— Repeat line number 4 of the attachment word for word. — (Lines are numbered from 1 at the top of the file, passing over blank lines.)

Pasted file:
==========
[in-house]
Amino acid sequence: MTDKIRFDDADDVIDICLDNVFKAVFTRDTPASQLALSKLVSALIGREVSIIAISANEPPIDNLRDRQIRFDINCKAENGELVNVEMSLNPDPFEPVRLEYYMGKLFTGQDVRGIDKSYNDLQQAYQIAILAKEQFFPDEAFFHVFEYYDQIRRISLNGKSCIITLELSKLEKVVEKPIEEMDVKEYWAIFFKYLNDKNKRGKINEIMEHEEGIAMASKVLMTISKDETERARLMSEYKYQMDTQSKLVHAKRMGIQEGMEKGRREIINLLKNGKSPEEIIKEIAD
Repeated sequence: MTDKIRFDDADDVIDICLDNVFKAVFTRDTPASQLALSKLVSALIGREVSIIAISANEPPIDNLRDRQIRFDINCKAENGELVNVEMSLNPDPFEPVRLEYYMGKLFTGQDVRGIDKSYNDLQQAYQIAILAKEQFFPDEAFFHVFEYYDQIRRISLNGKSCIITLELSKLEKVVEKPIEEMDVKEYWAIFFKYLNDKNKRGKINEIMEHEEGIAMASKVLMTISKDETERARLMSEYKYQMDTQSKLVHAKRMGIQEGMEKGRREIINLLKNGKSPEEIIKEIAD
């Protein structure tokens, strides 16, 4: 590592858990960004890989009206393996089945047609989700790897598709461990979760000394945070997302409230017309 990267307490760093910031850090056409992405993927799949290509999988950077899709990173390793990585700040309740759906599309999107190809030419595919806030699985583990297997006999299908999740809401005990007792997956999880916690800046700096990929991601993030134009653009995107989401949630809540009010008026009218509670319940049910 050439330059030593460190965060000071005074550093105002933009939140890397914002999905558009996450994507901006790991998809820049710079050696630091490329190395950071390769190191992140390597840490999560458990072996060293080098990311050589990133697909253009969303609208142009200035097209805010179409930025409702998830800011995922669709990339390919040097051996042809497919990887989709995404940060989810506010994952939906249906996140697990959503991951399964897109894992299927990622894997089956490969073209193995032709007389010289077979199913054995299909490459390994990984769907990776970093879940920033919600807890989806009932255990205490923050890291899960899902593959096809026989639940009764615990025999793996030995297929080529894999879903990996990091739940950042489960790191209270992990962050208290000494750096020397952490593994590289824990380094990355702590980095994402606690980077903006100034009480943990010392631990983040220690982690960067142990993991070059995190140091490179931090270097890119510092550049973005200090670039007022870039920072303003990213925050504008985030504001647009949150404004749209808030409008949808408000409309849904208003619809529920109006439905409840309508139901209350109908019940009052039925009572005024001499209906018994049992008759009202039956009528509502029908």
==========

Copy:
């Protein structure tokens, strides 16, 4: 590592858990960004890989009206393996089945047609989700790897598709461990979760000394945070997302409230017309 990267307490760093910031850090056409992405993927799949290509999988950077899709990173390793990585700040309740759906599309999107190809030419595919806030699985583990297997006999299908999740809401005990007792997956999880916690800046700096990929991601993030134009653009995107989401949630809540009010008026009218509670319940049910 050439330059030593460190965060000071005074550093105002933009939140890397914002999905558009996450994507901006790991998809820049710079050696630091490329190395950071390769190191992140390597840490999560458990072996060293080098990311050589990133697909253009969303609208142009200035097209805010179409930025409702998830800011995922669709990339390919040097051996042809497919990887989709995404940060989810506010994952939906249906996140697990959503991951399964897109894992299927990622894997089956490969073209193995032709007389010289077979199913054995299909490459390994990984769907990776970093879940920033919600807890989806009932255990205490923050890291899960899902593959096809026989639940009764615990025999793996030995297929080529894999879903990996990091739940950042489960790191209270992990962050208290000494750096020397952490593994590289824990380094990355702590980095994402606690980077903006100034009480943990010392631990983040220690982690960067142990993991070059995190140091490179931090270097890119510092550049973005200090670039007022870039920072303003990213925050504008985030504001647009949150404004749209808030409008949808408000409309849904208003619809529920109006439905409840309508139901209350109908019940009052039925009572005024001499209906018994049992008759009202039956009528509502029908």